The Rittenhouse Review

A Philadelphia Journal of Politics, Finance, Ethics, and Culture

Monday, June 02, 2003  

They're Spinning as Fast as They Can

Thanks for all the talking points faxes, guys, but you can relax, at least a little bit. The word is getting out, and it coincides nicely with your outlines. Our guardians of virtue and rectitude, including, today, William Safire and the gang at The Wall Street Journal, are already spinning as fast as they can.

Here's Safire, ("'You Lied to Us'," New York Times, June 2), that nattering nabob of necromancy, raising the ghosts of Nixon and Agnew:

Turn now to the charge heard ever more stridently that U.S. and British leaders, in their eagerness to overthrow Saddam and to turn the tide of terror in the Middle East, "hyped" the intelligence that Iraq possessed germ and poison-gas weapons.

"Hype" means "exaggerate." As used by those who were prepared to let Saddam remain in power, it is prelude to a harsh accusation: "You lied to us. You pretended to have evidence that you never had; you twisted dubious intelligence to suit your imperialistic ends, so we were morally right and you were morally wrong."

Never mind the mass graves now being unearthed of an estimated 300,000 victims, which together with the million deaths in his wars make Saddam the biggest mass murderer of Muslims in all history. Never mind his undisputed financing of suicide bombers and harboring of terrorists, from Al Qaeda's Abu Musaab al-Zarqawi to the veteran killer Abu Nidal (the only "suicide" with three bullets in his head, dispatched in Baghdad probably because he knew too much[])[.]

And never mind our discovery of two mobile laboratories designed to produce biological and chemical agents capable of causing mass hysteria and death in any city in the world. Future discoveries will be dismissed as "dual use" or planted by us.

No; the opponents of this genocidal maniac's removal now accuse President Bush and Prime Minister Blair of a colossal hoax. Because Saddam didn't use germs or gas on our troops, they say, that proves Iraq never had them. If we cannot find them right away, they don't exist. They believe Saddam sacrificed tens of billions in oil revenues for no reason at all.

A strong majority of Americans believe he did have a dangerous program running, as he did before.

I like that last bit. As if the opinion of the proverbial man on the street mattered in this regard. "Hey, Joe, you think Saddam had WMD?" "Hell yeah, Bill!" "Okay by me then."

Safire continues:

When weighing the murky evidence of an aggressive tyranny's weapons, President Bush and Prime Minister Blair were obliged to take no chances. The burden on proof was on Saddam. By his contempt, he invited invasion; by its response, the coalition established the credibility of its resolve. There was no "intelligence hoax."

Well, there you have it.

Meanwhile, downtown, the boys at the Journal's editorial page contribute their own calumnies, misrepresentations, and straw men ("Weapons of Mass Distortion," The Wall Street Journal," June 2):

To certain critics of U.S. policy in Iraq, the only thing worse than going to war with Saddam Hussein is the fact that we won. This they can never forgive -- which is why they are now trying to make a war crime out of the fact that the allies haven't yet found caches of weapons of mass destruction.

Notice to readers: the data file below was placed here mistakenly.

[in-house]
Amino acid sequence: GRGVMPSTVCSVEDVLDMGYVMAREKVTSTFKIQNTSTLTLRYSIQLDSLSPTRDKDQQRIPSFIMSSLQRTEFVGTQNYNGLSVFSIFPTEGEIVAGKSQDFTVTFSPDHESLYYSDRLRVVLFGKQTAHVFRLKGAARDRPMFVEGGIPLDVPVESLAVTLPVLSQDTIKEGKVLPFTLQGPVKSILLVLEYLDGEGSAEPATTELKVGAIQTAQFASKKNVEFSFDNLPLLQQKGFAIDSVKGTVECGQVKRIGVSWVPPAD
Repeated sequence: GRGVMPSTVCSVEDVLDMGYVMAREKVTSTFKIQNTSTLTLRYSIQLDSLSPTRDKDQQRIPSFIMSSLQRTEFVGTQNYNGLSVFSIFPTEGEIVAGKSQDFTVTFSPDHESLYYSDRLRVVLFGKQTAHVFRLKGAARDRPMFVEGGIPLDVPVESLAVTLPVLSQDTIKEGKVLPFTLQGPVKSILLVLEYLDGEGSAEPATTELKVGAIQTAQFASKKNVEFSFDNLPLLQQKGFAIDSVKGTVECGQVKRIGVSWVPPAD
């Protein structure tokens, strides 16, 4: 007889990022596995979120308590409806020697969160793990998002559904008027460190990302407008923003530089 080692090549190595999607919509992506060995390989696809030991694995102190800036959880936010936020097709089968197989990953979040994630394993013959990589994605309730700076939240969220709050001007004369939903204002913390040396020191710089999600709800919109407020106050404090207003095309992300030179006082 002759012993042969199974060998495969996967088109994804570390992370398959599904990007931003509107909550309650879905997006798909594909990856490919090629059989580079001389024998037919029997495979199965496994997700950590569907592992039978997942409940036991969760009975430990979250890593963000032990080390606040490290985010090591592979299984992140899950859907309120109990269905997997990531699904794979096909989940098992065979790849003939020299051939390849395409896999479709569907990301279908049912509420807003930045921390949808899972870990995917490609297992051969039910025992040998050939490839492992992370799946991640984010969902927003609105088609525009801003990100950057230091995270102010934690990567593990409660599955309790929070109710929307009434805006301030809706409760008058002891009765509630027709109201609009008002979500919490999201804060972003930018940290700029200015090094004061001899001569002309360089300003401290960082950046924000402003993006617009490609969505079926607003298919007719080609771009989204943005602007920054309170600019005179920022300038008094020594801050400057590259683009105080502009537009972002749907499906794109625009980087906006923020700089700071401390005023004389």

For these opponents of war, it isn't enough that a tyrant and his psychopath sons have been deposed. It doesn't count that mass graves have been uncovered, that torture chambers have been exposed, or that Saddam's victims can speak freely for the first time in 30 years. The critics are now claiming the war was illegitimate because no one has yet found a pile of anthrax in downtown Baghdad.

What seems to be going on here is an attempt to damage the credibility of Mr. Blair, President Bush and other war supporters. If their backing for the war is morally vindicated, they will emerge as even larger forces on the world stage, and so they must be tarnished after the fact as dissemblers….

As to the undiscovered WMD, Iraq is larger than Germany and much of it remains unsearched. As Mr. Bush noted in Poland this weekend, the U.S. has already found two of the mobile biological labs that Colin Powell fingered before the war. Yesterday Mr. Blair added that he's seen more evidence that he will soon make public. But it is also possible that Saddam destroyed much of it, or that some was taken out of the country.

Whether or not WMD is found takes nothing away from the Iraq war victory. The allies liberated a country of 22 million people, rid the world of a terrorist ally and have begun a process that may well create a more stable and prosperous Arab world. The credibility gap lies with those who were opposed to achieving all of that.

They were destroyed, moved, hidden beyond conceivable discovery, we need more time, Iraq is larger than Germany, Iraq is larger than California, they weren't really why we went in to Iraq, you people are never happy, everybody hates George Bush, the left loves dictators. All the major talking points are in there. The only thing missing is the old saw about the CIA being filled with "Ivy League liberals." Too dated, that one.

But Safire and the WSJ's editors miss -- or rather, deliberately obfuscate -- the point entirely. Truth matters. Credibility counts. Deceit destroys. The full truth of the matter, and it's a serious matter, is not known. Why is asking for it being cast as something akin to treason?

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